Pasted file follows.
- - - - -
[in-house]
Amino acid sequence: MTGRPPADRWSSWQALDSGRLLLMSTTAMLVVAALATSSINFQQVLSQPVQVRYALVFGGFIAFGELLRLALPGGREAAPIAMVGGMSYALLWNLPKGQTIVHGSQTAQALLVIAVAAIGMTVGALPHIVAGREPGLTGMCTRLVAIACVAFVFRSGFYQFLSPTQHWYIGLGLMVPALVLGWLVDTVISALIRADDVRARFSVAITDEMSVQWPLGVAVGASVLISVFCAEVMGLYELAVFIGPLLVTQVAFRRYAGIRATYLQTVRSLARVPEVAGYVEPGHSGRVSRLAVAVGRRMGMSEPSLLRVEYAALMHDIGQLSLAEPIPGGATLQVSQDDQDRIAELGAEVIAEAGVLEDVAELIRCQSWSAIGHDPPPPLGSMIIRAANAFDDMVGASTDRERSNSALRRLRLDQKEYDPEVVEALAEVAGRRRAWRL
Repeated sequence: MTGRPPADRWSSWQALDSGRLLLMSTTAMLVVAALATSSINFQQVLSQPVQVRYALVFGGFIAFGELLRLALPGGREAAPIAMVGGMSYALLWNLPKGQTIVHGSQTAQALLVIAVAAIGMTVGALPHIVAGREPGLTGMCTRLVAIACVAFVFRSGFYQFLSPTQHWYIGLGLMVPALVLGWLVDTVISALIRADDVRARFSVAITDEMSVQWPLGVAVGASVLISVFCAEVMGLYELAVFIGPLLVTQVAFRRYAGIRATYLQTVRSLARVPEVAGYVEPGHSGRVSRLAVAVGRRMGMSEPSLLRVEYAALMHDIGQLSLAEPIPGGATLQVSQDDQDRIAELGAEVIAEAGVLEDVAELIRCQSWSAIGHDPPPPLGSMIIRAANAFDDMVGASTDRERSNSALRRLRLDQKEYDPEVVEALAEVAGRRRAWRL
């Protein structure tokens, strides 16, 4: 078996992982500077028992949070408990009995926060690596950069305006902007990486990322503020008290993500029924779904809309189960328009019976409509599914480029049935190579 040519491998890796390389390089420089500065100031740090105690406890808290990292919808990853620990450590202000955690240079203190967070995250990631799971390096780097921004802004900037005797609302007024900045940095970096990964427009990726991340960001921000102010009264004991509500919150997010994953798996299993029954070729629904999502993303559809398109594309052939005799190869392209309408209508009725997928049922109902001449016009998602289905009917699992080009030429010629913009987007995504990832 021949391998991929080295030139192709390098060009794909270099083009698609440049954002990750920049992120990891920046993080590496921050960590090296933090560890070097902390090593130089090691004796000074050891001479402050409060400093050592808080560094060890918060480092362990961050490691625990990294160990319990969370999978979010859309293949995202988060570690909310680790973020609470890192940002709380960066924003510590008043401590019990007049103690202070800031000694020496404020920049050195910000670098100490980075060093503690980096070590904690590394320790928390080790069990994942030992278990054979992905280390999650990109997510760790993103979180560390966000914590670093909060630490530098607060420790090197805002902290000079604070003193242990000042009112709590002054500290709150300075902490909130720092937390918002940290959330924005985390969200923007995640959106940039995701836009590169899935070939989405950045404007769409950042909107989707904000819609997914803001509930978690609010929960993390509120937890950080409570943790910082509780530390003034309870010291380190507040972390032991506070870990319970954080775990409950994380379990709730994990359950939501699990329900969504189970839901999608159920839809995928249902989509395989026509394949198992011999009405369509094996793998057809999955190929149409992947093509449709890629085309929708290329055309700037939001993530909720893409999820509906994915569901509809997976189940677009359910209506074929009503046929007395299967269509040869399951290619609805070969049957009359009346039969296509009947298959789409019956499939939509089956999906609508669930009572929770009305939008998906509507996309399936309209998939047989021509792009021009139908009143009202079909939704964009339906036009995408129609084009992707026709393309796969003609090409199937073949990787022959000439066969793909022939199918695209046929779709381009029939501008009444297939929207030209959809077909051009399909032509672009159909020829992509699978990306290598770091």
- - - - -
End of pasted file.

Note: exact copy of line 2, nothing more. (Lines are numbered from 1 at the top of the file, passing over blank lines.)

Amino acid sequence: MTGRPPADRWSSWQALDSGRLLLMSTTAMLVVAALATSSINFQQVLSQPVQVRYALVFGGFIAFGELLRLALPGGREAAPIAMVGGMSYALLWNLPKGQTIVHGSQTAQALLVIAVAAIGMTVGALPHIVAGREPGLTGMCTRLVAIACVAFVFRSGFYQFLSPTQHWYIGLGLMVPALVLGWLVDTVISALIRADDVRARFSVAITDEMSVQWPLGVAVGASVLISVFCAEVMGLYELAVFIGPLLVTQVAFRRYAGIRATYLQTVRSLARVPEVAGYVEPGHSGRVSRLAVAVGRRMGMSEPSLLRVEYAALMHDIGQLSLAEPIPGGATLQVSQDDQDRIAELGAEVIAEAGVLEDVAELIRCQSWSAIGHDPPPPLGSMIIRAANAFDDMVGASTDRERSNSALRRLRLDQKEYDPEVVEALAEVAGRRRAWRL